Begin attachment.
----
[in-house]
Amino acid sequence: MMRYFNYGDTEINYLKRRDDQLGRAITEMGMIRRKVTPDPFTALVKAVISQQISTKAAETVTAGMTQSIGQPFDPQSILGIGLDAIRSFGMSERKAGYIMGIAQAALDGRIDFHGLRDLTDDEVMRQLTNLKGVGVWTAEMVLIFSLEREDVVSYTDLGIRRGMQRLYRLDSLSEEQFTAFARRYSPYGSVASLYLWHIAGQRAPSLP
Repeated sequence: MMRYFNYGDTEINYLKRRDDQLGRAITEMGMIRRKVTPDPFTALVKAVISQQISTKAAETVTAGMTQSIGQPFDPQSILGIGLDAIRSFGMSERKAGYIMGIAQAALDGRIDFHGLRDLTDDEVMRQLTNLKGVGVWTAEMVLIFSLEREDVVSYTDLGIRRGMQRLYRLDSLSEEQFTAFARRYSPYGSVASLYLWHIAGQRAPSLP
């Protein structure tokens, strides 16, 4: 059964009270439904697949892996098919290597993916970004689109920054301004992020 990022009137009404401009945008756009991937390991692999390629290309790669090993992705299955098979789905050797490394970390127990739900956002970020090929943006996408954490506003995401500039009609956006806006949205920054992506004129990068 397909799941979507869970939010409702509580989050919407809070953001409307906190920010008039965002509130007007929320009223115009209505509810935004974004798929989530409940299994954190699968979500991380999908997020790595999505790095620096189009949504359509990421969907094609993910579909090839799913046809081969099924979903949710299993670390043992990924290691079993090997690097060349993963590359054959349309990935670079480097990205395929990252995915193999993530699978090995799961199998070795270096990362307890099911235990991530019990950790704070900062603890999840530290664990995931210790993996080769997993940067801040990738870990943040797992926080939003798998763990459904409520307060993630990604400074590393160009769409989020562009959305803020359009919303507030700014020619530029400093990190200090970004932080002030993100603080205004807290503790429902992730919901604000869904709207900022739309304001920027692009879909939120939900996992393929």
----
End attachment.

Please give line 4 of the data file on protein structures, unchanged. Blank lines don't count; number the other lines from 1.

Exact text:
């Protein structure tokens, strides 16, 4: 059964009270439904697949892996098919290597993916970004689109920054301004992020 990022009137009404401009945008756009991937390991692999390629290309790669090993992705299955098979789905050797490394970390127990739900956002970020090929943006996408954490506003995401500039009609956006806006949205920054992506004129990068 397909799941979507869970939010409702509580989050919407809070953001409307906190920010008039965002509130007007929320009223115009209505509810935004974004798929989530409940299994954190699968979500991380999908997020790595999505790095620096189009949504359509990421969907094609993910579909090839799913046809081969099924979903949710299993670390043992990924290691079993090997690097060349993963590359054959349309990935670079480097990205395929990252995915193999993530699978090995799961199998070795270096990362307890099911235990991530019990950790704070900062603890999840530290664990995931210790993996080769997993940067801040990738870990943040797992926080939003798998763990459904409520307060993630990604400074590393160009769409989020562009959305803020359009919303507030700014020619530029400093990190200090970004932080002030993100603080205004807290503790429902992730919901604000869904709207900022739309304001920027692009879909939120939900996992393929």